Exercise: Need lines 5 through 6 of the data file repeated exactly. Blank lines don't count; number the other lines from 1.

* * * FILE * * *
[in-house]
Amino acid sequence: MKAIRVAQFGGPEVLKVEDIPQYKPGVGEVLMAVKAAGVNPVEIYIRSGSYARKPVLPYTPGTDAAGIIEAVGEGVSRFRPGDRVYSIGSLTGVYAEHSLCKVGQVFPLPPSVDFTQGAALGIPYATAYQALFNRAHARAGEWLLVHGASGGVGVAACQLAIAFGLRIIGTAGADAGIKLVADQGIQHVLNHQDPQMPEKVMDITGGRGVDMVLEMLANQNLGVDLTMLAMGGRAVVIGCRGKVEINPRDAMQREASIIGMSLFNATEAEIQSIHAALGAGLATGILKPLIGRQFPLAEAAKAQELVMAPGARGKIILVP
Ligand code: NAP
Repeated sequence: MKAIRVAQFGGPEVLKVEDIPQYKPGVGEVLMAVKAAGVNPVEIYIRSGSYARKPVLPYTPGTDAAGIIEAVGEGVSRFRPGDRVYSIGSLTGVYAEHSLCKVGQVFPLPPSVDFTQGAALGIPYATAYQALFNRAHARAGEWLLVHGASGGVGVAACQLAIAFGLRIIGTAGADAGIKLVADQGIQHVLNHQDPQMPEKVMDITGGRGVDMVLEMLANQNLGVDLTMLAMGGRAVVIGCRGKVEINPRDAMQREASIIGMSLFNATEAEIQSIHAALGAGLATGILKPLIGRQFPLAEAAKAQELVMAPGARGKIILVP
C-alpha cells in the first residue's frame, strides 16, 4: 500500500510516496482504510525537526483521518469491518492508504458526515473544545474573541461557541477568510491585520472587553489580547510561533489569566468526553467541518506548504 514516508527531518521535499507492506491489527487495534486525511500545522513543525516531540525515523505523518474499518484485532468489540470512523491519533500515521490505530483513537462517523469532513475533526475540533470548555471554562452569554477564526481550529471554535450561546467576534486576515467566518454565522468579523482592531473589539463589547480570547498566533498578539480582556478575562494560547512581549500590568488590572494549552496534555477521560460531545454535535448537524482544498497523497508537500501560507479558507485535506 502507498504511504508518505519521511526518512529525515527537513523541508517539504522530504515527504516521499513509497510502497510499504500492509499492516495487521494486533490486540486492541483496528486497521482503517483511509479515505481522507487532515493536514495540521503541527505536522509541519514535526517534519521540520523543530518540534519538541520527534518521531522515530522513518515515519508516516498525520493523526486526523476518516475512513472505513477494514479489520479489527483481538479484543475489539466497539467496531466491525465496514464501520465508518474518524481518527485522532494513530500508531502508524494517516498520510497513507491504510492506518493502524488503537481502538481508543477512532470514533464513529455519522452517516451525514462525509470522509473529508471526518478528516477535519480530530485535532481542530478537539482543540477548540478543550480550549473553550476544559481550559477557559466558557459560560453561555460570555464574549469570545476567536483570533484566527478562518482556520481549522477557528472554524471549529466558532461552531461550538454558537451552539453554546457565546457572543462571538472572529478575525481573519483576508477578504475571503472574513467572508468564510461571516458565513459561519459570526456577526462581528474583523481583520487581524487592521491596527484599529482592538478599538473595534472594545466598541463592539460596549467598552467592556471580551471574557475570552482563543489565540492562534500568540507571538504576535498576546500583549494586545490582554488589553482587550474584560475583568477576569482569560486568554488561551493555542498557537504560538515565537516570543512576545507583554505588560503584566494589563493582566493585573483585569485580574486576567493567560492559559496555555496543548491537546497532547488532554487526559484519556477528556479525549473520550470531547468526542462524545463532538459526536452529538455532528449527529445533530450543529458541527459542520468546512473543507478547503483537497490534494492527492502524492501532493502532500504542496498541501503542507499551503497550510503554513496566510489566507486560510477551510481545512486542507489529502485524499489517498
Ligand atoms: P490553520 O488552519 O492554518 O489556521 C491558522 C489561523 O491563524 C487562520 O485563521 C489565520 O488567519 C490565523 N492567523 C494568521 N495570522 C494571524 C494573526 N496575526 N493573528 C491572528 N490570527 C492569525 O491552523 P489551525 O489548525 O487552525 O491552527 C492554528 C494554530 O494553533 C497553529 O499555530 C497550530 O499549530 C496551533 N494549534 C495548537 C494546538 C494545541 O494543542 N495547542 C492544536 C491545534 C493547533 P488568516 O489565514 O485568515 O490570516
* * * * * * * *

C-alpha cells in the first residue's frame, strides 16, 4: 500500500510516496482504510525537526483521518469491518492508504458526515473544545474573541461557541477568510491585520472587553489580547510561533489569566468526553467541518506548504 514516508527531518521535499507492506491489527487495534486525511500545522513543525516531540525515523505523518474499518484485532468489540470512523491519533500515521490505530483513537462517523469532513475533526475540533470548555471554562452569554477564526481550529471554535450561546467576534486576515467566518454565522468579523482592531473589539463589547480570547498566533498578539480582556478575562494560547512581549500590568488590572494549552496534555477521560460531545454535535448537524482544498497523497508537500501560507479558507485535506 502507498504511504508518505519521511526518512529525515527537513523541508517539504522530504515527504516521499513509497510502497510499504500492509499492516495487521494486533490486540486492541483496528486497521482503517483511509479515505481522507487532515493536514495540521503541527505536522509541519514535526517534519521540520523543530518540534519538541520527534518521531522515530522513518515515519508516516498525520493523526486526523476518516475512513472505513477494514479489520479489527483481538479484543475489539466497539467496531466491525465496514464501520465508518474518524481518527485522532494513530500508531502508524494517516498520510497513507491504510492506518493502524488503537481502538481508543477512532470514533464513529455519522452517516451525514462525509470522509473529508471526518478528516477535519480530530485535532481542530478537539482543540477548540478543550480550549473553550476544559481550559477557559466558557459560560453561555460570555464574549469570545476567536483570533484566527478562518482556520481549522477557528472554524471549529466558532461552531461550538454558537451552539453554546457565546457572543462571538472572529478575525481573519483576508477578504475571503472574513467572508468564510461571516458565513459561519459570526456577526462581528474583523481583520487581524487592521491596527484599529482592538478599538473595534472594545466598541463592539460596549467598552467592556471580551471574557475570552482563543489565540492562534500568540507571538504576535498576546500583549494586545490582554488589553482587550474584560475583568477576569482569560486568554488561551493555542498557537504560538515565537516570543512576545507583554505588560503584566494589563493582566493585573483585569485580574486576567493567560492559559496555555496543548491537546497532547488532554487526559484519556477528556479525549473520550470531547468526542462524545463532538459526536452529538455532528449527529445533530450543529458541527459542520468546512473543507478547503483537497490534494492527492502524492501532493502532500504542496498541501503542507499551503497550510503554513496566510489566507486560510477551510481545512486542507489529502485524499489517498
Ligand atoms: P490553520 O488552519 O492554518 O489556521 C491558522 C489561523 O491563524 C487562520 O485563521 C489565520 O488567519 C490565523 N492567523 C494568521 N495570522 C494571524 C494573526 N496575526 N493573528 C491572528 N490570527 C492569525 O491552523 P489551525 O489548525 O487552525 O491552527 C492554528 C494554530 O494553533 C497553529 O499555530 C497550530 O499549530 C496551533 N494549534 C495548537 C494546538 C494545541 O494543542 N495547542 C492544536 C491545534 C493547533 P488568516 O489565514 O485568515 O490570516